[Jon Dabach] 17:32
and the Educate the hopes with the education is to bring acceptance or bring kind of a plan of how they can approach the relationship differently. What’s the what’s the goal there?
[Anna Ogle] 17:44
I think it’s both acceptance of this normalizing it, it’s very common, and also like helping them develop their coping skills individually. And as a couple, right? Absolutely. Yeah, for sure. Navigating.
[Jon Dabach] 17:59
Tell me about what being an NYU professor like.
[Anna Ogle] 18:03
I have to say it was my first semester teaching there. I’m teaching in the spring, it was fun. Again, I love my students. Like, I feel like I was learning from them. Like I love to hear their stories, like we would do the lectures, which was on the theories for marriage and family therapy.
[Anna Ogle] 18:20
Right. But then it was about hearing them how they’re applying it in session or me sharing like my experiences. I really, I really enjoyed that. When you say it brought
[Jon Dabach] 18:29
me back when you say you’re learning from your students, what’s Can you share what what some of those lessons are some of the things you learned was?
[Anna Ogle] 18:38
So, their experiences and when they talk about their challenges, whether it be an internship or at their clinical sites, it brings me back to like my own experience. And it out. I also helped them like all normalized and say, You know what, it’s okay. Like, this is normal. But I feel like it keeps me on my toes as well.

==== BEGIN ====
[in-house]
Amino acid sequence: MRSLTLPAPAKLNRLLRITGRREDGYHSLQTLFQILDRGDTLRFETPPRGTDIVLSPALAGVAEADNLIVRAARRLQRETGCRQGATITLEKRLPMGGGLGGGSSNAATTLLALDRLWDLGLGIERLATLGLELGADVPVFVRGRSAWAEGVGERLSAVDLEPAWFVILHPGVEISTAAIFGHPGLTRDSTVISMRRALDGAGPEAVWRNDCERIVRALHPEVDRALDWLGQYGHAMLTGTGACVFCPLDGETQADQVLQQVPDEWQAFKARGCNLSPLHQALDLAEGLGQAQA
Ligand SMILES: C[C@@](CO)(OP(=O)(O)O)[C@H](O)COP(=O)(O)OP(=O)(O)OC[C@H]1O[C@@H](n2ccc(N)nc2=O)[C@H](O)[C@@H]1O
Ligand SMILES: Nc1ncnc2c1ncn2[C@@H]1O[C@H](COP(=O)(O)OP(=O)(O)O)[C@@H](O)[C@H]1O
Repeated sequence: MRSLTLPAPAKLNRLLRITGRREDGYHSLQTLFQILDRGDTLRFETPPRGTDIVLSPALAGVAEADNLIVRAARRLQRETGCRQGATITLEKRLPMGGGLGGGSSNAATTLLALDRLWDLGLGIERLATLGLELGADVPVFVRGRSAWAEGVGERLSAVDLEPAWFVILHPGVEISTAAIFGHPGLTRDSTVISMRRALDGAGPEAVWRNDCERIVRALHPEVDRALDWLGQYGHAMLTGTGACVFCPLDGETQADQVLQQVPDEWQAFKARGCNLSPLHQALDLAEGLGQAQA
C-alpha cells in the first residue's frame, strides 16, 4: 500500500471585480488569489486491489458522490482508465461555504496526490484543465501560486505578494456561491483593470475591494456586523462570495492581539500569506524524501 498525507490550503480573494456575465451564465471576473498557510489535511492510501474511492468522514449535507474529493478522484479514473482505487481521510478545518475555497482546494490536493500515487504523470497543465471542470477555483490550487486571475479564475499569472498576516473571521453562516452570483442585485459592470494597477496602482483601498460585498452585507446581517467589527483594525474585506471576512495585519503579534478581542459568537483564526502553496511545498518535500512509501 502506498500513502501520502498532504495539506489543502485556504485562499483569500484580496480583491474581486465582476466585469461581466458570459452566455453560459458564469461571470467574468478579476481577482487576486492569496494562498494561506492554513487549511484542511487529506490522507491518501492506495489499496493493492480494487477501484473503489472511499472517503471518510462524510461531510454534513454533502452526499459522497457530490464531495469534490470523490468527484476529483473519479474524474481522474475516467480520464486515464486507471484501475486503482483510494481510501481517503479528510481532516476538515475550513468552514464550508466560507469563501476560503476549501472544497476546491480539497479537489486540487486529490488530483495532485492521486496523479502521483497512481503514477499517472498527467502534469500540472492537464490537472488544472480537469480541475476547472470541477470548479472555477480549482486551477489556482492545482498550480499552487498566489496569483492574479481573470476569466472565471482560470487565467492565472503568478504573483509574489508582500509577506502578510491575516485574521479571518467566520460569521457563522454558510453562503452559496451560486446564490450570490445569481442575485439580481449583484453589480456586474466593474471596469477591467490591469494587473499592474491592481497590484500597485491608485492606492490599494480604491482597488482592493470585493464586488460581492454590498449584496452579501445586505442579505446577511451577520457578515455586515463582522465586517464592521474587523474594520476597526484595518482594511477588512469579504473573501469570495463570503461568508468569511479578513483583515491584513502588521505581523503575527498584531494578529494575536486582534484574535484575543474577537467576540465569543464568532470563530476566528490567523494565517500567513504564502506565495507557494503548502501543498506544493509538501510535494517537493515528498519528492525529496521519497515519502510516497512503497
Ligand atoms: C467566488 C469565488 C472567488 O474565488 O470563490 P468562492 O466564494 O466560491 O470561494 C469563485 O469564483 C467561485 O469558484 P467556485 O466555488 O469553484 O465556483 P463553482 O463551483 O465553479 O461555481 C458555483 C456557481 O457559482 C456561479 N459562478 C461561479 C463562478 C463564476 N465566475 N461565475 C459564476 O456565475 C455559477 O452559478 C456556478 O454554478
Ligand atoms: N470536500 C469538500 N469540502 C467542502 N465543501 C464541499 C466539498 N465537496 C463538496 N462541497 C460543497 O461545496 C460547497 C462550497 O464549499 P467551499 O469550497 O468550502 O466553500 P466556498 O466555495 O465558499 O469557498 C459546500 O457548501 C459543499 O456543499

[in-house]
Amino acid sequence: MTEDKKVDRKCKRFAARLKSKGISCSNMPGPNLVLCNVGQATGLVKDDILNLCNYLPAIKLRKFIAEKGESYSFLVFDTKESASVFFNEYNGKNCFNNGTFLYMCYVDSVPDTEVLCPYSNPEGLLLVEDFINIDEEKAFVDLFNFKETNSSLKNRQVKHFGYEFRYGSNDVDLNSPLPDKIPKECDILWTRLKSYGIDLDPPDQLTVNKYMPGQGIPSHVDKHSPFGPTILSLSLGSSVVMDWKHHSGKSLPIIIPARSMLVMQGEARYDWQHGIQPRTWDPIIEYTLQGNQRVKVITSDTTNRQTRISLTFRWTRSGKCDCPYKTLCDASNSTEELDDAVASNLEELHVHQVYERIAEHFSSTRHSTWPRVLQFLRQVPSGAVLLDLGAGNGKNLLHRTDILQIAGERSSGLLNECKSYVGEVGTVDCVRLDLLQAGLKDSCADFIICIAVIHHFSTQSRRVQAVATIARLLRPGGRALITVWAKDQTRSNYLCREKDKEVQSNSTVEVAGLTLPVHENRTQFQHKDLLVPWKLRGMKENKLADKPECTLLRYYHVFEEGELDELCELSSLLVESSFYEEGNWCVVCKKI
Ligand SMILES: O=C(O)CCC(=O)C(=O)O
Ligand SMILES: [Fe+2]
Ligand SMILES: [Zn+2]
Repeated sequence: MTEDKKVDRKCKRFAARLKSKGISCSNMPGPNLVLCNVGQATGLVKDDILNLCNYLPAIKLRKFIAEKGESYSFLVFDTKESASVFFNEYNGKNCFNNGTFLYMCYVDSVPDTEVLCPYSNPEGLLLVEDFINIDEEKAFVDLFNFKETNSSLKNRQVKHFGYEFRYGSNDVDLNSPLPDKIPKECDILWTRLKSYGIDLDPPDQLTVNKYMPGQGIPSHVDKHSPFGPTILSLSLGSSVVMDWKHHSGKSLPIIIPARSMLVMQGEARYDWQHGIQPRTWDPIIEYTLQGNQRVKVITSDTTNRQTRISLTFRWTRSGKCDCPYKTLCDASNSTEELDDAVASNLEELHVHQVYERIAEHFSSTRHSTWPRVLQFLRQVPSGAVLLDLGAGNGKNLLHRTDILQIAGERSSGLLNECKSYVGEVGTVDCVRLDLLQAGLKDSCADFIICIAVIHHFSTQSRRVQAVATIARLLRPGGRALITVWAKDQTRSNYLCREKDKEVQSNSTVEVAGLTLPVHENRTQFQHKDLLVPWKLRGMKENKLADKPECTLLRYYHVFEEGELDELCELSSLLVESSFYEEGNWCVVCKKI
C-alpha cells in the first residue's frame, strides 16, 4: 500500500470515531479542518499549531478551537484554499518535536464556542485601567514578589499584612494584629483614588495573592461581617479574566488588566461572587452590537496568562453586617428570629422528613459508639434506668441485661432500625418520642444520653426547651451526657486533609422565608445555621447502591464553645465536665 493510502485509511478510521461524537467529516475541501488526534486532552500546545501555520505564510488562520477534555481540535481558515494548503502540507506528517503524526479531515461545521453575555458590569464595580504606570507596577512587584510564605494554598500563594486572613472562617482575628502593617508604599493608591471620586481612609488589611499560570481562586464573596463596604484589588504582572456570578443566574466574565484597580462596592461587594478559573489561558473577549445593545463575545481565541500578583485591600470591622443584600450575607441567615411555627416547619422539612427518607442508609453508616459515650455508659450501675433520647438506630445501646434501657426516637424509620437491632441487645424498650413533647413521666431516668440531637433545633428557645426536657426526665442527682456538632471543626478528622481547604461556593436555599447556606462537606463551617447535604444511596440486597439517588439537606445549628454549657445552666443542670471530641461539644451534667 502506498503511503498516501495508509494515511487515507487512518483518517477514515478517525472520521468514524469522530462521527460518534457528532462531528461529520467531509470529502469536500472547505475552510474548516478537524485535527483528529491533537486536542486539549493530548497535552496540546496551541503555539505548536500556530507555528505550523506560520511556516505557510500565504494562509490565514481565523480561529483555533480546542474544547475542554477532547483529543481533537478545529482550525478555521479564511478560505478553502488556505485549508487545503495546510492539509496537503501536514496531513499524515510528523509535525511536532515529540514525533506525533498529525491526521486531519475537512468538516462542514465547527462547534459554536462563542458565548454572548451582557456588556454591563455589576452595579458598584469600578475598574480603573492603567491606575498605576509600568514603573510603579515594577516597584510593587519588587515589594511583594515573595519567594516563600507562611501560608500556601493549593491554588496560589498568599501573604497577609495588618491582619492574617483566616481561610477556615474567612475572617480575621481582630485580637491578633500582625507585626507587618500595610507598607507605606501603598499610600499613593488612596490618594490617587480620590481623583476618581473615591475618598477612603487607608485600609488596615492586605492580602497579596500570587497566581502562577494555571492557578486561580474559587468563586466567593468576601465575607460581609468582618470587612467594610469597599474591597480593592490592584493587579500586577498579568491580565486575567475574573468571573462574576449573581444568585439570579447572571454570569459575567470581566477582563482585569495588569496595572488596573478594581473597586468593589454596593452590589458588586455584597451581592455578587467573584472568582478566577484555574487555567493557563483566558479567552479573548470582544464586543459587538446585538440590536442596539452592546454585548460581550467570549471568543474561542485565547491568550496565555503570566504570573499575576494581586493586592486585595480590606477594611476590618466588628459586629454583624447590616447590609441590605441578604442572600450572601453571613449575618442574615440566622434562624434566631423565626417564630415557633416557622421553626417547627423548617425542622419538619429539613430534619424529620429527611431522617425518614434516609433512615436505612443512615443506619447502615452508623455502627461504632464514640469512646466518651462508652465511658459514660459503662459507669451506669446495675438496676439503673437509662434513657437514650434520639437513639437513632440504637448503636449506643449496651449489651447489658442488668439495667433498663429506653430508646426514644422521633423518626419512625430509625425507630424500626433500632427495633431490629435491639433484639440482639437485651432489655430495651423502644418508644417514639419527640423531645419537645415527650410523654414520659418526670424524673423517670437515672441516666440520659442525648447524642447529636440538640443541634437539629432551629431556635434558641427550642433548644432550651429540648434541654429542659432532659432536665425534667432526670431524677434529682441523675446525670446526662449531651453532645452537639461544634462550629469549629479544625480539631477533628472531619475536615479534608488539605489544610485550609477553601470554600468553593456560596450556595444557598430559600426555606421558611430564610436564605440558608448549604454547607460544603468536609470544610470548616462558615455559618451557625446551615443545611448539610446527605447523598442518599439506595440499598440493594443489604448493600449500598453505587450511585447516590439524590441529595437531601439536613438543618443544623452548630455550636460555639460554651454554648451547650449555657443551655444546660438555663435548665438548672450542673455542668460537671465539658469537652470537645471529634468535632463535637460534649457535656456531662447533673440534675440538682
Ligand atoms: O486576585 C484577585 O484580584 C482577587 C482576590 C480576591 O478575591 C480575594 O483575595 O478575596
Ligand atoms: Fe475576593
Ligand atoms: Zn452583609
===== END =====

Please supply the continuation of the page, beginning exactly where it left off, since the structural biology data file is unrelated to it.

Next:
[Jon Dabach] 18:57
Yeah, for sure. challenging questions. Right. There’s a way we grow first. Absolutely. It’s like getting a challenging client. It’s like, Ooh, what do I do here?
[Anna Ogle] 19:07
[Jon Dabach] 19:08
How big was the class size? Was it an intimate group or more of like a seminar type thing?
[Anna Ogle] 19:14
Those 13 students,
[Jon Dabach] 19:15
it’s nice, kind of small enough to be intimate. Yeah.
[Anna Ogle] 19:19
It was pretty intimate. I feel like we really get our discussions were lively for sure. Like, never a dull moment. And I’m teaching in the spring again, can you wait?
[Jon Dabach] 19:30
Well, that’s a good sign means you really liked it if you’re teaching again.
[Anna Ogle] 19:34
I liked it. I don’t know Fingers crossed.
[Jon Dabach] 19:37
I didn’t find the time with a practice to also become an adjunct professor. I mean, it seems like a heck of a commitment.
[Anna Ogle] 19:44
It is a commitment, paperwork, paperwork, and it’s actually not as hard as it sounds, right. Because I know the theories because I have the degree in marriage and family therapy and I practice it, but it’s, it’s like it takes time. Well, hours a week just to prep the lecture, and really you can’t prep for discussion. As long as you set it up. You’re all you’re in. Right?